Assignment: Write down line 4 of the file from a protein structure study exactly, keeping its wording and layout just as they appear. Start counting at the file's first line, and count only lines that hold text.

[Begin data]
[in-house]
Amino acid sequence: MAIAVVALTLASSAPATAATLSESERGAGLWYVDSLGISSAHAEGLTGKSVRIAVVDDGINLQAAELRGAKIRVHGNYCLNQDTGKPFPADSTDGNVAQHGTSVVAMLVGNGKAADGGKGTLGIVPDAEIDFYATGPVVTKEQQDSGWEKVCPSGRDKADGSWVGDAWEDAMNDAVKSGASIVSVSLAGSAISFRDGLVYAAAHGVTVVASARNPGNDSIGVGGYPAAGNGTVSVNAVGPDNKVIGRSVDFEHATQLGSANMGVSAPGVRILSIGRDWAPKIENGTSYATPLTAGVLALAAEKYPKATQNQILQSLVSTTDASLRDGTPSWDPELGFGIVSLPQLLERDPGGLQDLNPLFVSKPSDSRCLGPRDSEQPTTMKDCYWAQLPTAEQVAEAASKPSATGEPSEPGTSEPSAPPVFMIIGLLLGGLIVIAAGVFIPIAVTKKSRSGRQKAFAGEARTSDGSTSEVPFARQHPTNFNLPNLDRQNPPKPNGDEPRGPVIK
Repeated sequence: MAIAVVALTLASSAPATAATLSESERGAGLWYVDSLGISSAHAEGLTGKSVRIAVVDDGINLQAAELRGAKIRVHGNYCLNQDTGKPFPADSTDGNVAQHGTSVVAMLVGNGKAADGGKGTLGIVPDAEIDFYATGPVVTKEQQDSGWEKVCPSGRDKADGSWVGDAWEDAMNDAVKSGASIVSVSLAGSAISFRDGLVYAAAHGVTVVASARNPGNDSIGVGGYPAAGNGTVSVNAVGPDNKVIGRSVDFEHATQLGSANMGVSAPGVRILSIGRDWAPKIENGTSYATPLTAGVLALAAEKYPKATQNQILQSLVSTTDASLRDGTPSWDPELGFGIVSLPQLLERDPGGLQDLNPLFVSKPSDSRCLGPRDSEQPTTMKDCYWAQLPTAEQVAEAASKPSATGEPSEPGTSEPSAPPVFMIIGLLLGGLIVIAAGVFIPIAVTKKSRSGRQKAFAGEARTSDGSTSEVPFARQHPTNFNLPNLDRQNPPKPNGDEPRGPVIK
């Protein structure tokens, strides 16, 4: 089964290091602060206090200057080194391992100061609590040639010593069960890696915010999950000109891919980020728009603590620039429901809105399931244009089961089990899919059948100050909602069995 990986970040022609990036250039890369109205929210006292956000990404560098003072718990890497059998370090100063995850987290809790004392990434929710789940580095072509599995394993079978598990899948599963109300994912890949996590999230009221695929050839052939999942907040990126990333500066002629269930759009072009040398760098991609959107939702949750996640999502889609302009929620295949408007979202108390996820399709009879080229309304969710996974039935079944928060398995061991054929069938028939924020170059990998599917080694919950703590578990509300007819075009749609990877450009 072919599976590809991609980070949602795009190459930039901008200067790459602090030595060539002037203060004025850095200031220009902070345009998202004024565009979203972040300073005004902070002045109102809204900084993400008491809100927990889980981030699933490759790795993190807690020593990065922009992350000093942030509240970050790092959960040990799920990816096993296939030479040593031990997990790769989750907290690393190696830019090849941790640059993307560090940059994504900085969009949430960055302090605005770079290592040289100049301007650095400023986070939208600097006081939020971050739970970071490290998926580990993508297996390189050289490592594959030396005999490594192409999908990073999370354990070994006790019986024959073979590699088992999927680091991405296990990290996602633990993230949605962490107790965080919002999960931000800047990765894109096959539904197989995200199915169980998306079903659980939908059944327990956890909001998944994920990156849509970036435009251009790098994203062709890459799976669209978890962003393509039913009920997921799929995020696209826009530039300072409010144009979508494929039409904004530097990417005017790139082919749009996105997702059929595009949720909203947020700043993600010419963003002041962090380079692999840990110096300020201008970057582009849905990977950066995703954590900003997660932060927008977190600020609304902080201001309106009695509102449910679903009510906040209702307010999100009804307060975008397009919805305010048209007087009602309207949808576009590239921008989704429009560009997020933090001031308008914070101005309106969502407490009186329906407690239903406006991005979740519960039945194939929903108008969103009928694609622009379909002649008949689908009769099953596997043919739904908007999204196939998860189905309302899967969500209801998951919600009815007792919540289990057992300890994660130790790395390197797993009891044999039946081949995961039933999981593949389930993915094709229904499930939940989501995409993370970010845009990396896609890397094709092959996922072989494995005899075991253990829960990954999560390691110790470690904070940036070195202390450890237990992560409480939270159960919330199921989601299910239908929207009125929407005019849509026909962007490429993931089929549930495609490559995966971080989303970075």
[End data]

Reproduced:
């Protein structure tokens, strides 16, 4: 089964290091602060206090200057080194391992100061609590040639010593069960890696915010999950000109891919980020728009603590620039429901809105399931244009089961089990899919059948100050909602069995 990986970040022609990036250039890369109205929210006292956000990404560098003072718990890497059998370090100063995850987290809790004392990434929710789940580095072509599995394993079978598990899948599963109300994912890949996590999230009221695929050839052939999942907040990126990333500066002629269930759009072009040398760098991609959107939702949750996640999502889609302009929620295949408007979202108390996820399709009879080229309304969710996974039935079944928060398995061991054929069938028939924020170059990998599917080694919950703590578990509300007819075009749609990877450009 072919599976590809991609980070949602795009190459930039901008200067790459602090030595060539002037203060004025850095200031220009902070345009998202004024565009979203972040300073005004902070002045109102809204900084993400008491809100927990889980981030699933490759790795993190807690020593990065922009992350000093942030509240970050790092959960040990799920990816096993296939030479040593031990997990790769989750907290690393190696830019090849941790640059993307560090940059994504900085969009949430960055302090605005770079290592040289100049301007650095400023986070939208600097006081939020971050739970970071490290998926580990993508297996390189050289490592594959030396005999490594192409999908990073999370354990070994006790019986024959073979590699088992999927680091991405296990990290996602633990993230949605962490107790965080919002999960931000800047990765894109096959539904197989995200199915169980998306079903659980939908059944327990956890909001998944994920990156849509970036435009251009790098994203062709890459799976669209978890962003393509039913009920997921799929995020696209826009530039300072409010144009979508494929039409904004530097990417005017790139082919749009996105997702059929595009949720909203947020700043993600010419963003002041962090380079692999840990110096300020201008970057582009849905990977950066995703954590900003997660932060927008977190600020609304902080201001309106009695509102449910679903009510906040209702307010999100009804307060975008397009919805305010048209007087009602309207949808576009590239921008989704429009560009997020933090001031308008914070101005309106969502407490009186329906407690239903406006991005979740519960039945194939929903108008969103009928694609622009379909002649008949689908009769099953596997043919739904908007999204196939998860189905309302899967969500209801998951919600009815007792919540289990057992300890994660130790790395390197797993009891044999039946081949995961039933999981593949389930993915094709229904499930939940989501995409993370970010845009990396896609890397094709092959996922072989494995005899075991253990829960990954999560390691110790470690904070940036070195202390450890237990992560409480939270159960919330199921989601299910239908929207009125929407005019849509026909962007490429993931089929549930495609490559995966971080989303970075």